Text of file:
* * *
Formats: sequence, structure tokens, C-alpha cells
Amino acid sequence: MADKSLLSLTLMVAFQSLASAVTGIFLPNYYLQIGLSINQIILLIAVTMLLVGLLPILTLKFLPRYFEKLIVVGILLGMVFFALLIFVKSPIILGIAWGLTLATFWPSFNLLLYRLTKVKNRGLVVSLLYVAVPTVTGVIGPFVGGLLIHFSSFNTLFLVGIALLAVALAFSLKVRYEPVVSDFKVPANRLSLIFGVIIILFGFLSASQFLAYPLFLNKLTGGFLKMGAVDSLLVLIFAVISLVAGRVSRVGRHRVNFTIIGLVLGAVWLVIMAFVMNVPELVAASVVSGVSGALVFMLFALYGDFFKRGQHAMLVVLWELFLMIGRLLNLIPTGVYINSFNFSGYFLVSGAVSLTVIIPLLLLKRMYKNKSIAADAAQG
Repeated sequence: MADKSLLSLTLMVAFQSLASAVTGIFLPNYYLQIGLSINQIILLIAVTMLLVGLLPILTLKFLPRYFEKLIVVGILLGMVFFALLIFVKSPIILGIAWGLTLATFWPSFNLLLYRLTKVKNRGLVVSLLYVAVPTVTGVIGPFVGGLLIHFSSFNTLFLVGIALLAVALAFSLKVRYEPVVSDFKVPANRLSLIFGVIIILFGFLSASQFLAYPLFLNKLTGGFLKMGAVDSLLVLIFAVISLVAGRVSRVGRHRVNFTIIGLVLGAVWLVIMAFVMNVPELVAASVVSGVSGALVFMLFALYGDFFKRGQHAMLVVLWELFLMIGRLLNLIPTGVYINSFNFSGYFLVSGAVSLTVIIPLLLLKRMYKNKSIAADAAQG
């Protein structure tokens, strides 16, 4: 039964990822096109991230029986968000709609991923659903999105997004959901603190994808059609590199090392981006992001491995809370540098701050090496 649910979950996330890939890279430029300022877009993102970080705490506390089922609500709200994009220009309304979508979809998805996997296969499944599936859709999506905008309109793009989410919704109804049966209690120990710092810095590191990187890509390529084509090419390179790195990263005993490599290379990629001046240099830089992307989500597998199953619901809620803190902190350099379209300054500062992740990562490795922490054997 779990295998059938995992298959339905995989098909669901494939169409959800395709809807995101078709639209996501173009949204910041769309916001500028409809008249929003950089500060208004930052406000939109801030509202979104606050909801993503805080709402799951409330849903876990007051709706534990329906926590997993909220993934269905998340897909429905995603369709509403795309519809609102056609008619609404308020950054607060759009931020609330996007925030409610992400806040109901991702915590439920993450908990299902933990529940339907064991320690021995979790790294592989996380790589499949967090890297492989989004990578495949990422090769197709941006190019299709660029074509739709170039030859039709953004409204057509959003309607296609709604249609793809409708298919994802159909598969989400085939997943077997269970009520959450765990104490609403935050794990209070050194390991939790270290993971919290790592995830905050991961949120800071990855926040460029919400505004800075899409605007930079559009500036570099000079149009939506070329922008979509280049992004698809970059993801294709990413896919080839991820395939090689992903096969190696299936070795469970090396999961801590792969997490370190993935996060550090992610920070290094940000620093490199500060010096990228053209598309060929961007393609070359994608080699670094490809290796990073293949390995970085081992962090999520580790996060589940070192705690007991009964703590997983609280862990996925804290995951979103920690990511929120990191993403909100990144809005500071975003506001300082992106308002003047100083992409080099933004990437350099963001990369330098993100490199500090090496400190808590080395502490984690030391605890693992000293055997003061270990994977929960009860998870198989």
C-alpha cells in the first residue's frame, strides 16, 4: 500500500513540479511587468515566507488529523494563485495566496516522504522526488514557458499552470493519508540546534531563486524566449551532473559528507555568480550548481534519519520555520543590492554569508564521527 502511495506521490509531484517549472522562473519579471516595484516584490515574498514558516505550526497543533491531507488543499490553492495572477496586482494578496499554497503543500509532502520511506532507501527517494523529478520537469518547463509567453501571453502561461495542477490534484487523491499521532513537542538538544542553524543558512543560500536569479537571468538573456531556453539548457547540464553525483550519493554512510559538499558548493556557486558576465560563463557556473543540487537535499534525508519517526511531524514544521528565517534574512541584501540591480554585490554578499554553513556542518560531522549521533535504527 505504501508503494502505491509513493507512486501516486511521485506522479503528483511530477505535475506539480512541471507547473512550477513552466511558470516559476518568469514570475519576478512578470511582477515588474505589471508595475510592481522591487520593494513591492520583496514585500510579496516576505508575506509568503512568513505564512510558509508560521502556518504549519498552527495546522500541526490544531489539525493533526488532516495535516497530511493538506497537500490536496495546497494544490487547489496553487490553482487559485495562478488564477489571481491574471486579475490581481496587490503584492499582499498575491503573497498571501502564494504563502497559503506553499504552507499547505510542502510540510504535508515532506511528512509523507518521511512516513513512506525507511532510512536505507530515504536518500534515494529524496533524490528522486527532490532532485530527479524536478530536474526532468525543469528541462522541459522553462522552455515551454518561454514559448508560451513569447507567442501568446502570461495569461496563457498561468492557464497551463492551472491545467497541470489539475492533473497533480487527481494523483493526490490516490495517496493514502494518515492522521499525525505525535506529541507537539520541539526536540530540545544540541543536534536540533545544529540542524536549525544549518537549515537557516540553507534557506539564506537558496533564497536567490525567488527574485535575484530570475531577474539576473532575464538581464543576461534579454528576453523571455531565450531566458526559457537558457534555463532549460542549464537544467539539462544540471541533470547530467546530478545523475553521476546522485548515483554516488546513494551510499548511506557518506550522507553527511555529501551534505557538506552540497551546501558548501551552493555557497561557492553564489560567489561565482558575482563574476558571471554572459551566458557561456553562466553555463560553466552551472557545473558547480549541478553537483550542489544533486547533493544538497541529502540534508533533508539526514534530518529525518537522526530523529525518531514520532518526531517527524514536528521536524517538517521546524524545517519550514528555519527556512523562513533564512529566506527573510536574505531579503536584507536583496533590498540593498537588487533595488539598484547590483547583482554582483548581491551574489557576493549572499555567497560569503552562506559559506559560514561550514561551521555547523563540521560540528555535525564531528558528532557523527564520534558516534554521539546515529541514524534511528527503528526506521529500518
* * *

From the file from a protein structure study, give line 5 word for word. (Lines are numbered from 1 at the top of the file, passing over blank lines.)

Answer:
C-alpha cells in the first residue's frame, strides 16, 4: 500500500513540479511587468515566507488529523494563485495566496516522504522526488514557458499552470493519508540546534531563486524566449551532473559528507555568480550548481534519519520555520543590492554569508564521527 502511495506521490509531484517549472522562473519579471516595484516584490515574498514558516505550526497543533491531507488543499490553492495572477496586482494578496499554497503543500509532502520511506532507501527517494523529478520537469518547463509567453501571453502561461495542477490534484487523491499521532513537542538538544542553524543558512543560500536569479537571468538573456531556453539548457547540464553525483550519493554512510559538499558548493556557486558576465560563463557556473543540487537535499534525508519517526511531524514544521528565517534574512541584501540591480554585490554578499554553513556542518560531522549521533535504527 505504501508503494502505491509513493507512486501516486511521485506522479503528483511530477505535475506539480512541471507547473512550477513552466511558470516559476518568469514570475519576478512578470511582477515588474505589471508595475510592481522591487520593494513591492520583496514585500510579496516576505508575506509568503512568513505564512510558509508560521502556518504549519498552527495546522500541526490544531489539525493533526488532516495535516497530511493538506497537500490536496495546497494544490487547489496553487490553482487559485495562478488564477489571481491574471486579475490581481496587490503584492499582499498575491503573497498571501502564494504563502497559503506553499504552507499547505510542502510540510504535508515532506511528512509523507518521511512516513513512506525507511532510512536505507530515504536518500534515494529524496533524490528522486527532490532532485530527479524536478530536474526532468525543469528541462522541459522553462522552455515551454518561454514559448508560451513569447507567442501568446502570461495569461496563457498561468492557464497551463492551472491545467497541470489539475492533473497533480487527481494523483493526490490516490495517496493514502494518515492522521499525525505525535506529541507537539520541539526536540530540545544540541543536534536540533545544529540542524536549525544549518537549515537557516540553507534557506539564506537558496533564497536567490525567488527574485535575484530570475531577474539576473532575464538581464543576461534579454528576453523571455531565450531566458526559457537558457534555463532549460542549464537544467539539462544540471541533470547530467546530478545523475553521476546522485548515483554516488546513494551510499548511506557518506550522507553527511555529501551534505557538506552540497551546501558548501551552493555557497561557492553564489560567489561565482558575482563574476558571471554572459551566458557561456553562466553555463560553466552551472557545473558547480549541478553537483550542489544533486547533493544538497541529502540534508533533508539526514534530518529525518537522526530523529525518531514520532518526531517527524514536528521536524517538517521546524524545517519550514528555519527556512523562513533564512529566506527573510536574505531579503536584507536583496533590498540593498537588487533595488539598484547590483547583482554582483548581491551574489557576493549572499555567497560569503552562506559559506559560514561550514561551521555547523563540521560540528555535525564531528558528532557523527564520534558516534554521539546515529541514524534511528527503528526506521529500518